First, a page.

Divine disruptions will intrude. Where there’s a will, there’s a way

“The death of my brother has only made the problems between me and my family, especially my sisters, worse than they already were, and I feel it's best to just keep my distance from them for good. I can't trust them.”

Divine disruptions.

That is the memorable phrase I first heard used by renowned pastor Dr. Tony Evans in a book that he and his four children wrote, used to describe the unexpected challenges of life that come our way. We have all encountered divine disruptions in one form or another: a catastrophic illness, dismissal from a job, a divorce, an untimely death, and the list goes on.

Death is the ultimate divine disruption and that is why it so important that we are ready by completing our Last Will and Testament. Many respond “Oh, I’ve got plenty of time for that, no need to rush.” But with a death rate standing firm at 100 percent, it’s important to be responsible and complete a will.

Personally and professionally, Vanessa and I have heard so many horror stories of family feuds that began when a family member passed without leaving a will. Here’s one I read just the other day:

“The death of my brother has only made the problems between me and my family, especially my sisters, worse than they already were, and I feel it's best to just keep my distance from them for good. I can't trust them.”

That individual is not alone. It breaks our hearts to see families fighting. And what should bring them closer together as they recognize their own mortality can often further separate them. It actually took years, but I finally listened to Vanessa’s counsel, and we sat down and completed our wills a few years ago. Each of our three sons has a copy. We are secure and rest easier in completing that very necessary task.

We have learned through experience and heartache that dying is not just for the old – and a will is not just for the wealthy.

Life expectancy in American has dropped for the second year in a row and now holds at 76 years, its lowest point in almost 20 years.

There is a marked increase in death rates in young and middle-aged adults ages 25 to 64. Most of those stem from drug overdoses, suicides, and alcohol-related causes. There are also homicides and car accidents, major problems in 21st-century society as well.

It’s important for us adults to complete a will.

When is a will “age-appropriate?” Well, when children become legal adults at 18, they should draft a will.

The Bible has far more to say on this subject than one might think. Certainly, there are different translations that state it differently but here’s one translation of Hebrews 9:16-17, “For where a will is involved, the death of the one who made it must be established. For a will takes effect only at death, since it is not in force as long as the one who made it is alive.”

Creating a plan for what happens when we become stricken or incapacitated or die makes many people feel uncomfortable. But having a plan is being a good steward of what the Father has entrusted to us. Only 1 out of 3 Americans have a will according to recent statistics. Where do you stand?

When you die without a will, you leave important decisions up to a local court and state laws. Do you really want to leave it up to the government, as opposed to your personal preferences and wishes? I don’t. Plus, as seen in the example above, not having a will can make it so much more difficult for your family members, in addition to them processing grief.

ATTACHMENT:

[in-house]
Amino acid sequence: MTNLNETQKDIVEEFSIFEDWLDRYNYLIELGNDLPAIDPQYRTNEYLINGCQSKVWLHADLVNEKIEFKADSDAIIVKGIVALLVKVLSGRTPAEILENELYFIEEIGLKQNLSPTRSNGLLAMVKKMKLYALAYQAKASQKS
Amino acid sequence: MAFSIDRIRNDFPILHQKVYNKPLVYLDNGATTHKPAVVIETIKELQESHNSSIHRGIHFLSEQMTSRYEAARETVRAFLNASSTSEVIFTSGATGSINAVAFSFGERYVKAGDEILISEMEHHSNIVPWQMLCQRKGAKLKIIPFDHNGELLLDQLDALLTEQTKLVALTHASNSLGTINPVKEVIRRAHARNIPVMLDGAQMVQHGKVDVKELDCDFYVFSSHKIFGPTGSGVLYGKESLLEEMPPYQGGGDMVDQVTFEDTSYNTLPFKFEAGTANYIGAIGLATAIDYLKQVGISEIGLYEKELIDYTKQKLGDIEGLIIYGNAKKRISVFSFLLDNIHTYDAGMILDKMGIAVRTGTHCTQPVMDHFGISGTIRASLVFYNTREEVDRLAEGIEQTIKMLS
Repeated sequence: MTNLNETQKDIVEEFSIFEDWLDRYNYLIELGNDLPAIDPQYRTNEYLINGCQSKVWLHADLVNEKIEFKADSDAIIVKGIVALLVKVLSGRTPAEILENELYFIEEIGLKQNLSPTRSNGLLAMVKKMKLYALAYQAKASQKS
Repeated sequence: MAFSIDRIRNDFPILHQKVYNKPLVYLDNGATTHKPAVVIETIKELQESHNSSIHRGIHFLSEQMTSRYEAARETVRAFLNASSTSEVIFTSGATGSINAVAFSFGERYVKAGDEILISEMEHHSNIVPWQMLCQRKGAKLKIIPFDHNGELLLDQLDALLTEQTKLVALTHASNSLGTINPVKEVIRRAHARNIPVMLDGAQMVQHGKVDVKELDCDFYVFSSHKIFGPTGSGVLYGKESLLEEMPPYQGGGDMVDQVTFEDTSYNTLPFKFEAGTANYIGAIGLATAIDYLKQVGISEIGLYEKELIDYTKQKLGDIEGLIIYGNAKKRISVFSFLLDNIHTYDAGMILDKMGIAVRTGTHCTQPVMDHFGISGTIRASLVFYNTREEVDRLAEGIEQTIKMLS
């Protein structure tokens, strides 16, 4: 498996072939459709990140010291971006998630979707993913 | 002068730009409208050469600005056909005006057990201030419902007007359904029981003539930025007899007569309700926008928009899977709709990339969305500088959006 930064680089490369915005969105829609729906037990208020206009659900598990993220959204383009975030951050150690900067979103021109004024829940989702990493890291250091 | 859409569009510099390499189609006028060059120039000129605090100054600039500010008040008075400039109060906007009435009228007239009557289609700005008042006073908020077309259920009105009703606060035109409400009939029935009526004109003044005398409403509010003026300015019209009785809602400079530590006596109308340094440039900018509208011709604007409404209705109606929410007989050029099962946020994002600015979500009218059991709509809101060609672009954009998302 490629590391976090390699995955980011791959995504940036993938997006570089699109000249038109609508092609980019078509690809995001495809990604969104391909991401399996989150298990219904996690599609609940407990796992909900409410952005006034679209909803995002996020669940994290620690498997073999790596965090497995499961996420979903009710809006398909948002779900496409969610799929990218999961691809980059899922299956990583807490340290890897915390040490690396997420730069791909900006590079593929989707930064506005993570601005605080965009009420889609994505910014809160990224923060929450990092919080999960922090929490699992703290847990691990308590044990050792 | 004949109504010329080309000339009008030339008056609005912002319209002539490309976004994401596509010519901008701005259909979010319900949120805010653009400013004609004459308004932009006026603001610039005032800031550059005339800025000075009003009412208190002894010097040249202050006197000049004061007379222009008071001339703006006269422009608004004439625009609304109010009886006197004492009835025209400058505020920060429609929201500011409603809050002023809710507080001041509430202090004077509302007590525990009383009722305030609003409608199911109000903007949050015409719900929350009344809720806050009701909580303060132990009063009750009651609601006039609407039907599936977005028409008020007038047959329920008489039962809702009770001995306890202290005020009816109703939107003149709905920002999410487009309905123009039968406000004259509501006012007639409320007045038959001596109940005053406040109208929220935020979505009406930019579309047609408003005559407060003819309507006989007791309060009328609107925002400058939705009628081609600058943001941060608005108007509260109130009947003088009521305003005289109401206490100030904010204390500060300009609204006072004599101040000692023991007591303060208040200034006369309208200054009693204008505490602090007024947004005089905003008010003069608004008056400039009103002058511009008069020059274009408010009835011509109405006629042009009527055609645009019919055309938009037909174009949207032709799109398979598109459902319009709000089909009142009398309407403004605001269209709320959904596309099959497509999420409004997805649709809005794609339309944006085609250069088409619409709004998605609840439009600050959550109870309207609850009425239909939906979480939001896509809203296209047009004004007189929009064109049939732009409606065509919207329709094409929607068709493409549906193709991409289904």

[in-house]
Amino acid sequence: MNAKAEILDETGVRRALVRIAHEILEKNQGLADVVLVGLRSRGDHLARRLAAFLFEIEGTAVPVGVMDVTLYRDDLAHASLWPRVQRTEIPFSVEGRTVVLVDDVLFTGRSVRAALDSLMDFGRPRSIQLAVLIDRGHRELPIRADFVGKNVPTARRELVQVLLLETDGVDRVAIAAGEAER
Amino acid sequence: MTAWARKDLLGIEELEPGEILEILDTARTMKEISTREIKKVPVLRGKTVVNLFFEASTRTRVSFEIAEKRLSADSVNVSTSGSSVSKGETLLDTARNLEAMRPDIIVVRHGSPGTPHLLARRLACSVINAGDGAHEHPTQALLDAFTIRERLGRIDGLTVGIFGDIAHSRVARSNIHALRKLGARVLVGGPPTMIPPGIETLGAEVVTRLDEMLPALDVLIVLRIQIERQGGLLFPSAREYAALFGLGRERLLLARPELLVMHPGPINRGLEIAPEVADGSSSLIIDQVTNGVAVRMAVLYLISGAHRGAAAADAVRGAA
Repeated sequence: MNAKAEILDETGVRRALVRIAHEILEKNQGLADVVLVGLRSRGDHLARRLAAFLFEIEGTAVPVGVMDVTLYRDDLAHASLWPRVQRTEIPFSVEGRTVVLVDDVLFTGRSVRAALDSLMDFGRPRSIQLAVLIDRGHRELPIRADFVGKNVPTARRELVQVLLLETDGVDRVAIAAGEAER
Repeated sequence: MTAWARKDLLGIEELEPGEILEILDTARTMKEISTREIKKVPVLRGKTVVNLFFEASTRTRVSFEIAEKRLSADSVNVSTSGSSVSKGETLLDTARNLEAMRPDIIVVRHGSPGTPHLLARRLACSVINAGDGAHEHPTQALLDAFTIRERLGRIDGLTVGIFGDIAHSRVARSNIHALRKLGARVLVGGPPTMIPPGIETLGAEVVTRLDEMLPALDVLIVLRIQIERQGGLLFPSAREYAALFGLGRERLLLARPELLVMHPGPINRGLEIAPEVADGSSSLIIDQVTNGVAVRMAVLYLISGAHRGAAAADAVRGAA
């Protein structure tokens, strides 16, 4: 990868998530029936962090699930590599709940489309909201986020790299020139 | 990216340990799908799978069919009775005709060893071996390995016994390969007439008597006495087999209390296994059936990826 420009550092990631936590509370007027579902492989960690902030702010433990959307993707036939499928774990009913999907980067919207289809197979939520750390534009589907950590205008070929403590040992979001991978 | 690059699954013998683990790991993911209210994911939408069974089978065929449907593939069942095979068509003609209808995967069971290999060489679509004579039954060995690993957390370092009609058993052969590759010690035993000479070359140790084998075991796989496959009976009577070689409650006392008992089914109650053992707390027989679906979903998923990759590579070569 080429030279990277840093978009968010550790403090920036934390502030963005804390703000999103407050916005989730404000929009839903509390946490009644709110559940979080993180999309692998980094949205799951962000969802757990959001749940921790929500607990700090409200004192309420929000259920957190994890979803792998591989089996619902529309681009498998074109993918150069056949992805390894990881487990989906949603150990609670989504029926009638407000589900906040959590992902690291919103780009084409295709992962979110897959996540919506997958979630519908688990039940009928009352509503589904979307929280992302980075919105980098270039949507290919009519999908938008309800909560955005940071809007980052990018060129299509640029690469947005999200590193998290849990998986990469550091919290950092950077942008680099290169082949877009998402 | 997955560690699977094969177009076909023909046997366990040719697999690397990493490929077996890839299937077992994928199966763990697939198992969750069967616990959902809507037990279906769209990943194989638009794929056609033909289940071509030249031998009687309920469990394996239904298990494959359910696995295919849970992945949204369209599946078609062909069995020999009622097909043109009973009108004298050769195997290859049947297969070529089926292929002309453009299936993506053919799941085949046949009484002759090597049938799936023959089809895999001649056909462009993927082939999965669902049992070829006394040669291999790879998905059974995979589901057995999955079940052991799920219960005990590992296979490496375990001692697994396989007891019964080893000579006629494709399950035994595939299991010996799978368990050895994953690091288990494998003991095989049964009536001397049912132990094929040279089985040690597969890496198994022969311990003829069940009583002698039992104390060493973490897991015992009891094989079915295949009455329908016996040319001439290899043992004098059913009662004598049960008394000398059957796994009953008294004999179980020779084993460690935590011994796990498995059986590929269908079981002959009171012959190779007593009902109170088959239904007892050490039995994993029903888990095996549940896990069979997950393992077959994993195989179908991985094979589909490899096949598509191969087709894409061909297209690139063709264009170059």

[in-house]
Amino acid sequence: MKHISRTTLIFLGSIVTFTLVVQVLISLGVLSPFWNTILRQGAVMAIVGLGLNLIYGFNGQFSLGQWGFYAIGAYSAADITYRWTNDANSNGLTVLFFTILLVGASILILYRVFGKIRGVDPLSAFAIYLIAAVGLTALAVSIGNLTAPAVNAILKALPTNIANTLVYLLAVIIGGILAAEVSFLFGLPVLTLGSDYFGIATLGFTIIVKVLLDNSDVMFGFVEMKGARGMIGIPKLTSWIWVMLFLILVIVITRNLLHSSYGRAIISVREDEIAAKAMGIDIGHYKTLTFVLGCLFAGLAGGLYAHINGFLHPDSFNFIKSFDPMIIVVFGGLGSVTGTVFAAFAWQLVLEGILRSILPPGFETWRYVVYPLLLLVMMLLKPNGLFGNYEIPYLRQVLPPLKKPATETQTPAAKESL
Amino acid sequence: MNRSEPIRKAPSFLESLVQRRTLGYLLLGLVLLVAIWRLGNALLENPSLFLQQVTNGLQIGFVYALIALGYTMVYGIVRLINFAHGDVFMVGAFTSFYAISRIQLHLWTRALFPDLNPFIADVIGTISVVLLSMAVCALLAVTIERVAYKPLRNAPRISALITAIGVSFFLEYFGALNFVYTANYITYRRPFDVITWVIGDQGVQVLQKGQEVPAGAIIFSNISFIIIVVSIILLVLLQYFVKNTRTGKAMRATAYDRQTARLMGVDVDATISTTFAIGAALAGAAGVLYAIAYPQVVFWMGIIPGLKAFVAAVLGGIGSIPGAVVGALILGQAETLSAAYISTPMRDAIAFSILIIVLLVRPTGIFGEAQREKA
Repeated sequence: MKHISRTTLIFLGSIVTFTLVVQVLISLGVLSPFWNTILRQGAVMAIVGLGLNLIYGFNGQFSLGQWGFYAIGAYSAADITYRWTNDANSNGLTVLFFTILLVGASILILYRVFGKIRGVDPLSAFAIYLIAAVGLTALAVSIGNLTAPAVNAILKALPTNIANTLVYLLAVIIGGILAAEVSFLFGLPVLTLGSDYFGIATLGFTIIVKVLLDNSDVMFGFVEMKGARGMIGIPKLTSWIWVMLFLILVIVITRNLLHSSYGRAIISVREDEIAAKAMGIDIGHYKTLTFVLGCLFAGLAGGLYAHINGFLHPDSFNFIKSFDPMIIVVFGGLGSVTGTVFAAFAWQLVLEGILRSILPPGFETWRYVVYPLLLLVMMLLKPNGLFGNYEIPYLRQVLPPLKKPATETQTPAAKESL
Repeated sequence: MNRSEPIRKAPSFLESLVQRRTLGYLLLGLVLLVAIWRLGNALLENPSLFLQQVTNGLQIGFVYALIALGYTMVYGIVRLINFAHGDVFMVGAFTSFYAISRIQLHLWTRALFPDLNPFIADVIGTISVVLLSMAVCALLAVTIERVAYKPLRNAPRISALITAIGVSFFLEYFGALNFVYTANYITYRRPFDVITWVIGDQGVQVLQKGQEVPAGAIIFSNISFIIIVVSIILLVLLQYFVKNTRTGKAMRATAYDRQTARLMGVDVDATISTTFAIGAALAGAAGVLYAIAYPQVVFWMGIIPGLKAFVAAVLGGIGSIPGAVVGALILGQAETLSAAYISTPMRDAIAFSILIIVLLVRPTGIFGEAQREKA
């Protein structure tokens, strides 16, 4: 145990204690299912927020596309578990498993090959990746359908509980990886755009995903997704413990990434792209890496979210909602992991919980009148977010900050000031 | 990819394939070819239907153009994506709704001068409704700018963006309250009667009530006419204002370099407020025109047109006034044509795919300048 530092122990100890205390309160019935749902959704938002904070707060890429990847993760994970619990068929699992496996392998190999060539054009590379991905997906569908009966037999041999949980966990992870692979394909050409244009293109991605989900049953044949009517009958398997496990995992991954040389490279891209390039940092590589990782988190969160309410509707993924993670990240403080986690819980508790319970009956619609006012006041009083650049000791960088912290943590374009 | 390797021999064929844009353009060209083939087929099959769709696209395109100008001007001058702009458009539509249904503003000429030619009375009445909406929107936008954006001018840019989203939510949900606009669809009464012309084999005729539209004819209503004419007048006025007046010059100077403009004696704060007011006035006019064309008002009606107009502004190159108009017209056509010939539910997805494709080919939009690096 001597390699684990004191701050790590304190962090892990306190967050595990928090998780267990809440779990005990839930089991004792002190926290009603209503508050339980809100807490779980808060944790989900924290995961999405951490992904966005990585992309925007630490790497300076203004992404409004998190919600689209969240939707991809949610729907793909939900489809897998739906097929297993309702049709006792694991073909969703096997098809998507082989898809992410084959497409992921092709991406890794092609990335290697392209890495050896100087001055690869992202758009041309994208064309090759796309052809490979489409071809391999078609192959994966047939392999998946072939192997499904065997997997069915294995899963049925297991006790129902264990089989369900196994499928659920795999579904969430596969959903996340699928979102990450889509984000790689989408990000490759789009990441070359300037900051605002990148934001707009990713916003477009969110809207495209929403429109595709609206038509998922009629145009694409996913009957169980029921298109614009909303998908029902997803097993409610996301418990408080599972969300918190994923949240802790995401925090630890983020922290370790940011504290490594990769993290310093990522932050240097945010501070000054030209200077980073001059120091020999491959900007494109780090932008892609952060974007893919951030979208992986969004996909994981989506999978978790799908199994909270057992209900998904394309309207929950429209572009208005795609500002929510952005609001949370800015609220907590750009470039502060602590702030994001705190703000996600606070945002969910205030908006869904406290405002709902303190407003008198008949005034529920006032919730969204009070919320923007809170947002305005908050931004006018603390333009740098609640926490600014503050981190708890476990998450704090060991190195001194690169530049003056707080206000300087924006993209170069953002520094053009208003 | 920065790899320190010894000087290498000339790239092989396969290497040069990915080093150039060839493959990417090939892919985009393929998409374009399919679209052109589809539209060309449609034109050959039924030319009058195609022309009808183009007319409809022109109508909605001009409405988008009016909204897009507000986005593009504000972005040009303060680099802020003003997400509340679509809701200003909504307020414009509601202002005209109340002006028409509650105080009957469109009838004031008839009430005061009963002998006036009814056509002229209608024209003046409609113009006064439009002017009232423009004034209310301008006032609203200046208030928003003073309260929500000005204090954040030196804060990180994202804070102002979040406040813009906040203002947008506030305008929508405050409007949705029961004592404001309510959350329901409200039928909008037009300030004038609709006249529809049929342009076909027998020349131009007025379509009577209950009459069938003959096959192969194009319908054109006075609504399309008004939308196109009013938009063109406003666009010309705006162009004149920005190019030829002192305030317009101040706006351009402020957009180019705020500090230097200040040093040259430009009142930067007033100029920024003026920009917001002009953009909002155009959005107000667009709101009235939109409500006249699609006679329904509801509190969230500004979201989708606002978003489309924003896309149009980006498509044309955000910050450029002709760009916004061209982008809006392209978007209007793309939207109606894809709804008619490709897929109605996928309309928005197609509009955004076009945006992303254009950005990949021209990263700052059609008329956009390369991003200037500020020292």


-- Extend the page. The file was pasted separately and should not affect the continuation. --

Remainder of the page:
There are many important reasons to create a Last Will and Testament. Here are a few:

Avoid (as much as possible) Family Feuding Over Who Gets What. If you have family dynamics that can be troublesome, PLEASE recognize that is such a good reason to have a will. If your wishes are laid out clearly and legally, it can cut down on the drama and the fighting. I worked with a man who is in his late 60s; he and his brother got into a tiff after their father passed. They haven’t spoken in 20-plus years.

Speed the Process for Those Who Remain. It is true that nearly all estates must go to probate court to start the legal process that oversees the distribution of assets. But when you don’t have a will, the court process can get complicated in a hurry. Without a will, the court has to name an administrator, which can be time-consuming, expensive, and divisive for your loved ones. Having a will expedites and streamlines the process.

You Decide Who Gets What. As the testator (the person makes the will), you can name people as beneficiaries for specific assets. When your executor handles your will, they’ll be in charge of distributing these assets. You can use a will to ensure fairness with regard to the distribution of your assets.

Provide Instructions for Your Funeral. If you leave instructions for your funeral, you can ease the burden and stress on your loved ones, who may have to “work together” to decide, which can lead to even more drama. No, your instructions are not legally binding, but they can provide guidance on your wishes.

Other extremely important decisions that can be laid out in a will are: 1) who will take care of your minor children, 2) who will shut down or handle your digital assets (Facebook, etc.), 3) and even who will provide a home for your pet(s).

There’s so much more to it but you get the picture. It’s easier than ever today to make a will – there are multiple online resources that can assist you.

While no one wants to think about death, catastrophic injury, or serious illness, they are realities that thousands of families face every single day. We must all consider and make plans for our mortality before we cannot do so.

Divine disruptions are unanticipated, unexpected, and very often unwanted. But do remember – where there’s a will, there’s a way.

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